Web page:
Proud to Be an American
The people of the United States have been through a lot in the last year. Our most innocent, along with just ordinary people out having fun or even praying, have been attacked and murdered more than once.
From Aurora, Colorado, to Newtown, Connecticut, to a Sikh temple massacre to Boston, Massachusetts, it’s been purposeful murder on a grisly scale.
From deranged people with guns and bombs to skinheads to terrorists, too many have attacked and victimized too many.
The victims of these tragedies have taken the lead in displaying both courage and the resolve to move forward with their lives. In Boston alone, a 31-year old dance teacher, now missing her left lower leg and foot, has resolved not only to dance again, but also to run the Boston Marathon next year. She is angry, but determined not to allow terrorism to deny her life, or deny her the joy that her life holds. We owe her thanks for her display of courage.
Police, medical and rescue personnel, and civilian bystanders have also given us examples of doing one’s best. Victims received immediate first aid, even to bystanders staunching blood flow with their bare hands. Medical care has been excellent, and saved many lives.
People have promised not to let terrorism or murder rob them of celebrations of life in these United States. It’s expected that the number running in Boston next year will increase in response to this year’s bombing. Huge amounts of donated money is coming in, too, to help pay for prostheses and rehabilitation for bombing victims.
This is as it should and must be. Terrorists and mass murderers will win if people give up their lives out of fear. After all, death can come any time. Life is the treasure.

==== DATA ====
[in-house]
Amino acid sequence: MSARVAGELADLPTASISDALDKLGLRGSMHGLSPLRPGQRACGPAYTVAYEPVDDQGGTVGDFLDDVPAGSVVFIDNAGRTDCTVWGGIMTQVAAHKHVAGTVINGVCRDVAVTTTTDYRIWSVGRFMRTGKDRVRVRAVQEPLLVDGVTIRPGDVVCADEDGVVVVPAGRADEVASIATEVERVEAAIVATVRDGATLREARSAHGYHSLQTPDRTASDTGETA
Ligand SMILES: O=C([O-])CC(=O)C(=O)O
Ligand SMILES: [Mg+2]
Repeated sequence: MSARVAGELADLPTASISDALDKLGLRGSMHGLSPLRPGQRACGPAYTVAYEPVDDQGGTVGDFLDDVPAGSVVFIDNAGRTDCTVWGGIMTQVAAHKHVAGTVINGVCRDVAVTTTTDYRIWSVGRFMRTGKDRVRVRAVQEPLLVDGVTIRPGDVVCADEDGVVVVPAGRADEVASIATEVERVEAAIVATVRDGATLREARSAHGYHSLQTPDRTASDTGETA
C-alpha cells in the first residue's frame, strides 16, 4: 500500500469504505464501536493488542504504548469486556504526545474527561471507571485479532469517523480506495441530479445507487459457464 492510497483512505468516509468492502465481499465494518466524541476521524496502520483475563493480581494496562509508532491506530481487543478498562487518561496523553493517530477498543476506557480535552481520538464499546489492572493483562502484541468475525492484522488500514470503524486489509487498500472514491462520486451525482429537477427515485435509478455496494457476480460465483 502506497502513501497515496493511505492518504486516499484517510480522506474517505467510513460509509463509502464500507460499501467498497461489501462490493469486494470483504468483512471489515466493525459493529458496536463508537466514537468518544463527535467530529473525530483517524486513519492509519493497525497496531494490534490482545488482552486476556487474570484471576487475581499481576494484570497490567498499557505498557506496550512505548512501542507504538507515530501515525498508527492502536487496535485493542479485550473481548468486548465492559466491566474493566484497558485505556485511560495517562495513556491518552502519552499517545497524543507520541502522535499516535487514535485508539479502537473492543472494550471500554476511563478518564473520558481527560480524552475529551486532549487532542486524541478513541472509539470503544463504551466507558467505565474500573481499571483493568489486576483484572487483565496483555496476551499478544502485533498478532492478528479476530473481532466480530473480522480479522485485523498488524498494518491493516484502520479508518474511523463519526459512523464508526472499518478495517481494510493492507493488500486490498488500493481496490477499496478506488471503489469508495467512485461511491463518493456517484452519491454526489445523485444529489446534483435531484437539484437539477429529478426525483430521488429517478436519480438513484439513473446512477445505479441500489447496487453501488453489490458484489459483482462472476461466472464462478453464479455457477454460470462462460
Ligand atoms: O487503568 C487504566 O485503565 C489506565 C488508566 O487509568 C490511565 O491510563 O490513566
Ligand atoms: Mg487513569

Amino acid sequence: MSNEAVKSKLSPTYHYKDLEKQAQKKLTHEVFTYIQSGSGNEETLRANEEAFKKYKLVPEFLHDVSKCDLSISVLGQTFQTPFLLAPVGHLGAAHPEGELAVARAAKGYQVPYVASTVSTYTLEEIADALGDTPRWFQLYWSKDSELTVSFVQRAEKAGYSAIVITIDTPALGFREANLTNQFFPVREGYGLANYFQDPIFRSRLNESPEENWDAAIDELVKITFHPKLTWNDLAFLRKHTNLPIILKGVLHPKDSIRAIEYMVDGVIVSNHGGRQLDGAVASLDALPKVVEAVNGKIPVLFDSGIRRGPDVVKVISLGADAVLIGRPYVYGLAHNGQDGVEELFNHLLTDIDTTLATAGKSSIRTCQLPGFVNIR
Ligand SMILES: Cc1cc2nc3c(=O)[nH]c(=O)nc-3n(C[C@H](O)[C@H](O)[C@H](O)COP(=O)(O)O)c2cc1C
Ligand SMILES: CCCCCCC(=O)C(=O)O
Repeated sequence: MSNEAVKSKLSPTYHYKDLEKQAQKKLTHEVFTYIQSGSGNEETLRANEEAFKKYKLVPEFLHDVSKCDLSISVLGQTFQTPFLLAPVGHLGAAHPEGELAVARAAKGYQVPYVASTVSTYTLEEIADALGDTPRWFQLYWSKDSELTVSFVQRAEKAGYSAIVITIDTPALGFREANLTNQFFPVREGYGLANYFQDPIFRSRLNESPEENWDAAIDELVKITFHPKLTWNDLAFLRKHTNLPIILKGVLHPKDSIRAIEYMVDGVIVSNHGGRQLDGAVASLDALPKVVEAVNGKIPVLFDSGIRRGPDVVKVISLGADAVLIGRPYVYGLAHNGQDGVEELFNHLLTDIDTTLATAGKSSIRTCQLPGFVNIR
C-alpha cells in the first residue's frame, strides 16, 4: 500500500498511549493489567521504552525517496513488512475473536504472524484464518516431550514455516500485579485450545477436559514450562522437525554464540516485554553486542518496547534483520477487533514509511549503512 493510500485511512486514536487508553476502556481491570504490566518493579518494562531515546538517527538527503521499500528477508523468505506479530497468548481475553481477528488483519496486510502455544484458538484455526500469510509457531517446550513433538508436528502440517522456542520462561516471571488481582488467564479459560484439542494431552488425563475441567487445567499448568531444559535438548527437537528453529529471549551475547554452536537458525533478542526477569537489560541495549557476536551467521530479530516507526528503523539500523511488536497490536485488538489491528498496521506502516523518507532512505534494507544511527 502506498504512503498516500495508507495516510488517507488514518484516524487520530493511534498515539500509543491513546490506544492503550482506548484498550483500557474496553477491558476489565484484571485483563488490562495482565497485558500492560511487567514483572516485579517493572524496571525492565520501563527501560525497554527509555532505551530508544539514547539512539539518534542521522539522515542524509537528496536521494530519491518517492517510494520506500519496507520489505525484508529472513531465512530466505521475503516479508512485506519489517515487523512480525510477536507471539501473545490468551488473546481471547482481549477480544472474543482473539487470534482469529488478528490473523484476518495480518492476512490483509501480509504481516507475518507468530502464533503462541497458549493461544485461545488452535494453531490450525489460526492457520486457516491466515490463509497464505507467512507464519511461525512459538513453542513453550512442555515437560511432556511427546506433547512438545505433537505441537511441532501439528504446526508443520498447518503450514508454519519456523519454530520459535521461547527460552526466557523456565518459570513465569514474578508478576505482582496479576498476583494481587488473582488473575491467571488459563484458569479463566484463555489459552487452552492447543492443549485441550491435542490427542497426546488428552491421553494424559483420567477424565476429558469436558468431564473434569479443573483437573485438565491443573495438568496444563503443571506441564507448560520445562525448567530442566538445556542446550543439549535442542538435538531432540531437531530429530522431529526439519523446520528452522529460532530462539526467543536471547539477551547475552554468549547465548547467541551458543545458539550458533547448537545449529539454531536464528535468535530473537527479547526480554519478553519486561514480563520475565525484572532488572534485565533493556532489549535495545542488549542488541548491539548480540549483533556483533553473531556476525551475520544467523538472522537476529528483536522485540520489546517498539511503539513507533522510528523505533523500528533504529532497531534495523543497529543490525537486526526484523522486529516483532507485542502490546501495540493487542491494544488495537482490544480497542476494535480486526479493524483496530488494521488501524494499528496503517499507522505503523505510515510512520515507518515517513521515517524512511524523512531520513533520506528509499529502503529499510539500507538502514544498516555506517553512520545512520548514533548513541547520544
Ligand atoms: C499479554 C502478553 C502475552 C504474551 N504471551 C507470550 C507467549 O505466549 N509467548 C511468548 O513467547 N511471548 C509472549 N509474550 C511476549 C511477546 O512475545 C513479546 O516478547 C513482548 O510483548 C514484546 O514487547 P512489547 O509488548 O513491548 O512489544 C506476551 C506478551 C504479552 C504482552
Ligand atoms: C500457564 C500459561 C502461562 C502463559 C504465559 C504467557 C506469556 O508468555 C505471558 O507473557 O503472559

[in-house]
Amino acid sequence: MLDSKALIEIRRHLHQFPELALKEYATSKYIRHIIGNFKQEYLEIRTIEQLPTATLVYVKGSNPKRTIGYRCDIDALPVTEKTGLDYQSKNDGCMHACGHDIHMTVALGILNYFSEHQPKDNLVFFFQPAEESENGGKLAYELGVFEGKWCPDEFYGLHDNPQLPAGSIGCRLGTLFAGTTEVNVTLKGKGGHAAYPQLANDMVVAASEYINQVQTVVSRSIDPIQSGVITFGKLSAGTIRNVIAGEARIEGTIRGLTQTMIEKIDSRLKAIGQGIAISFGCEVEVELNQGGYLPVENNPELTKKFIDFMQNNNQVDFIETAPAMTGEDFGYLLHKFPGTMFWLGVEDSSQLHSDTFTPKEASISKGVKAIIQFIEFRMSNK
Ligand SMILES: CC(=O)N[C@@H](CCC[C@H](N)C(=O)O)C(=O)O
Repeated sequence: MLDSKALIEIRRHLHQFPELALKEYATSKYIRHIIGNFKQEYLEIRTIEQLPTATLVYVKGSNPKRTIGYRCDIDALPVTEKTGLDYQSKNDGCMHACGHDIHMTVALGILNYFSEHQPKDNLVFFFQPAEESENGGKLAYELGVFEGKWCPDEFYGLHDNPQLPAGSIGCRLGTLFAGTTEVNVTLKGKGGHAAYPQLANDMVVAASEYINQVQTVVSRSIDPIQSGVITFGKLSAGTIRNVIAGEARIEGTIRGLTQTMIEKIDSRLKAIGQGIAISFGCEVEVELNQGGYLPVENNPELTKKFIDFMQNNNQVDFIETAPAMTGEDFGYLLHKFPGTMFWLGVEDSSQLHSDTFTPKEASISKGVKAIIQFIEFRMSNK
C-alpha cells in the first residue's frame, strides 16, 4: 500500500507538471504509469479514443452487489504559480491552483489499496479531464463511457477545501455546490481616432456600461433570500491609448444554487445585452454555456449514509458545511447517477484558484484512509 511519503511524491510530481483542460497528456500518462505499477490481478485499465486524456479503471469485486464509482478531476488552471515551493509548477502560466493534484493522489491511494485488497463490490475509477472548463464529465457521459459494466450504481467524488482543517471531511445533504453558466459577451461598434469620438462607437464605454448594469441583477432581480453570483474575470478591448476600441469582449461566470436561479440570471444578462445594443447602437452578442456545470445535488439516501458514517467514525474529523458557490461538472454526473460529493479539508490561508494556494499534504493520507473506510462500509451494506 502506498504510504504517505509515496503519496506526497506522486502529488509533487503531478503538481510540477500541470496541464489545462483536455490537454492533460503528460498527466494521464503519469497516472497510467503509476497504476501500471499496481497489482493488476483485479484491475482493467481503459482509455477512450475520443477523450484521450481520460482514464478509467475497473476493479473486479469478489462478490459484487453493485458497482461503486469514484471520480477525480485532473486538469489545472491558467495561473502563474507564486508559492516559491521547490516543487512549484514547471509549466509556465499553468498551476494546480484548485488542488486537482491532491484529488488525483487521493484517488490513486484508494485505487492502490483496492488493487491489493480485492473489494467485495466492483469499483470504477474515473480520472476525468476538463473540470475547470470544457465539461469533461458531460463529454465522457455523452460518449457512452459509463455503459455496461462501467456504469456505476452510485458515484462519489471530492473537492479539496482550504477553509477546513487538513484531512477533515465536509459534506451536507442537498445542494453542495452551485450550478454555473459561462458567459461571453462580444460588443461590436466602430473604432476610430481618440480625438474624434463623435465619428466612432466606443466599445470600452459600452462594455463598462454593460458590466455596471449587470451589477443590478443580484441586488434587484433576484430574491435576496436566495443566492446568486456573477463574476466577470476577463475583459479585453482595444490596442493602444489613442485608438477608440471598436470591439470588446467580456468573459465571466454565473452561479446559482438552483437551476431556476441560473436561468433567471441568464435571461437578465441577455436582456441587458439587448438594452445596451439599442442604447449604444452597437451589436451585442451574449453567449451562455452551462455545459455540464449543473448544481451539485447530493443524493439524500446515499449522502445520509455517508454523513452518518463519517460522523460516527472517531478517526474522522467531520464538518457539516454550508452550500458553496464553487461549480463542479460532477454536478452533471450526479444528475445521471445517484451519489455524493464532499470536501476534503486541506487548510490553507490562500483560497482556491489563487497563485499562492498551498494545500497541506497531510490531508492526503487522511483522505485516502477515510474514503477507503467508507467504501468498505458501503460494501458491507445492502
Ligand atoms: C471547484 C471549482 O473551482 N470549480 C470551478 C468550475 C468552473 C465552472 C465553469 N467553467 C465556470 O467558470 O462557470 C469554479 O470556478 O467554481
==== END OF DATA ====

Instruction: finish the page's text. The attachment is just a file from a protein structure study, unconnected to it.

On the other hand, some responses, often from government leaders, are quite ominous. As I’ve been glued to recent news, I’ve heard everything from justification of torture to assertions that, if anyone tries to get into “my” house, he’ll be hearing from behind the door about the lethal weapons I’m carrying.”
There’s talk, too, about everything from delaying immigration reform to how much the surviving Boston Marathon bomber deserves the death penalty.
Even more important than running the Boston Marathon next year is to retain our principles and a careful examination process before creating new laws.
It begins with accepting that there is no such thing as perfect safety. Next, if we wish to survive intact, is to retain our integrity.
Although Maryland Gov. Martin O’Malley went too far in abolishing the death penalty, leaving no recourse for people who commit acts of violence or murder in prison, the death penalty is not about revenge. The government in a civilized and free society focuses punishment for crimes on keeping innocent members of society safe. The death penalty, with all allowed appeals, costs more than life imprisonment. Having government kill someone for killing someone is highly questionable, not to mention releasing violent offenders.
As for gun control, everyone knows that criminals don’t always get their guns legally, and that the Constitution guarantees the right to bear arms. Maybe some form of licensing, proof of proficiency, or background checks (like the eye exam for drivers) might be appropriate. But, before government curtails the rights of law abiding citizens, it had better demonstrate clear proof of benefit. Although the United States has more gun ownership than any other country, we’re more like 28th in gun related deaths, not first.
Not only has immigration reform been long needed, but we have also needed to follow the laws we already have. It is infuriating to watch our leaders completely fail to justify this. We wouldn’t even have to control the border if no one was allowed to work or rent an apartment without documentation. Fixing our immigration system should not be dependent upon a terrorist act performed by anyone, let alone a legal immigrant.
We could use recent events to give President Barack Obama more of an excuse to continue to “level the playing field” and create socialism in America.
Or, we could hunker down and do the work that’s needed, to support and improve a proud and free society of independent achievers.
What would be your choice?